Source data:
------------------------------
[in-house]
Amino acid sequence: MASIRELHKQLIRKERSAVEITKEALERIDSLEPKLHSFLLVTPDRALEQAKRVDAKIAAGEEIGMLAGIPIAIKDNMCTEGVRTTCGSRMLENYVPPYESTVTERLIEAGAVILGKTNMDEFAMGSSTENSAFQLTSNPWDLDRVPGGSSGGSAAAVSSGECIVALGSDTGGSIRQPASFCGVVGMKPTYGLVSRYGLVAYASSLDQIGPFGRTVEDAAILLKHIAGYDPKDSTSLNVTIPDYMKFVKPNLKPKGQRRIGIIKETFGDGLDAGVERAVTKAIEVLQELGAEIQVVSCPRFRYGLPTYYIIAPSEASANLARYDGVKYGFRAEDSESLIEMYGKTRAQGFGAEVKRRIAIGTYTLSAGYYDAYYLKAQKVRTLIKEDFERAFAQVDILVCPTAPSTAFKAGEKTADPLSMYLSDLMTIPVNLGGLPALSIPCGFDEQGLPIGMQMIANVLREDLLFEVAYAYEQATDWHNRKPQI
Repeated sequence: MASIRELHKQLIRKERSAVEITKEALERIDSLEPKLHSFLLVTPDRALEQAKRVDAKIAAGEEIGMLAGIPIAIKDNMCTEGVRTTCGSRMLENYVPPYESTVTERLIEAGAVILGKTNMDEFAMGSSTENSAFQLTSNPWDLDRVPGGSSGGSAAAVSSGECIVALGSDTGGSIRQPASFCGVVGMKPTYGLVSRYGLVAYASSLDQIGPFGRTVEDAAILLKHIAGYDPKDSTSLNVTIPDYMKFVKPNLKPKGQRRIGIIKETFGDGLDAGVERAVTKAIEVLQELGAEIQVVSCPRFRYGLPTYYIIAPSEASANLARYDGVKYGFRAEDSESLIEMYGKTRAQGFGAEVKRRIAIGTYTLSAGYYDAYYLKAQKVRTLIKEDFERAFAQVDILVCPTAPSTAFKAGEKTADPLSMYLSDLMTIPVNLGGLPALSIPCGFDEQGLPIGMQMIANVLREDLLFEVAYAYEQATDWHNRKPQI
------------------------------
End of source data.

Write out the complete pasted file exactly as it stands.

[in-house]
Amino acid sequence: MASIRELHKQLIRKERSAVEITKEALERIDSLEPKLHSFLLVTPDRALEQAKRVDAKIAAGEEIGMLAGIPIAIKDNMCTEGVRTTCGSRMLENYVPPYESTVTERLIEAGAVILGKTNMDEFAMGSSTENSAFQLTSNPWDLDRVPGGSSGGSAAAVSSGECIVALGSDTGGSIRQPASFCGVVGMKPTYGLVSRYGLVAYASSLDQIGPFGRTVEDAAILLKHIAGYDPKDSTSLNVTIPDYMKFVKPNLKPKGQRRIGIIKETFGDGLDAGVERAVTKAIEVLQELGAEIQVVSCPRFRYGLPTYYIIAPSEASANLARYDGVKYGFRAEDSESLIEMYGKTRAQGFGAEVKRRIAIGTYTLSAGYYDAYYLKAQKVRTLIKEDFERAFAQVDILVCPTAPSTAFKAGEKTADPLSMYLSDLMTIPVNLGGLPALSIPCGFDEQGLPIGMQMIANVLREDLLFEVAYAYEQATDWHNRKPQI
Repeated sequence: MASIRELHKQLIRKERSAVEITKEALERIDSLEPKLHSFLLVTPDRALEQAKRVDAKIAAGEEIGMLAGIPIAIKDNMCTEGVRTTCGSRMLENYVPPYESTVTERLIEAGAVILGKTNMDEFAMGSSTENSAFQLTSNPWDLDRVPGGSSGGSAAAVSSGECIVALGSDTGGSIRQPASFCGVVGMKPTYGLVSRYGLVAYASSLDQIGPFGRTVEDAAILLKHIAGYDPKDSTSLNVTIPDYMKFVKPNLKPKGQRRIGIIKETFGDGLDAGVERAVTKAIEVLQELGAEIQVVSCPRFRYGLPTYYIIAPSEASANLARYDGVKYGFRAEDSESLIEMYGKTRAQGFGAEVKRRIAIGTYTLSAGYYDAYYLKAQKVRTLIKEDFERAFAQVDILVCPTAPSTAFKAGEKTADPLSMYLSDLMTIPVNLGGLPALSIPCGFDEQGLPIGMQMIANVLREDLLFEVAYAYEQATDWHNRKPQI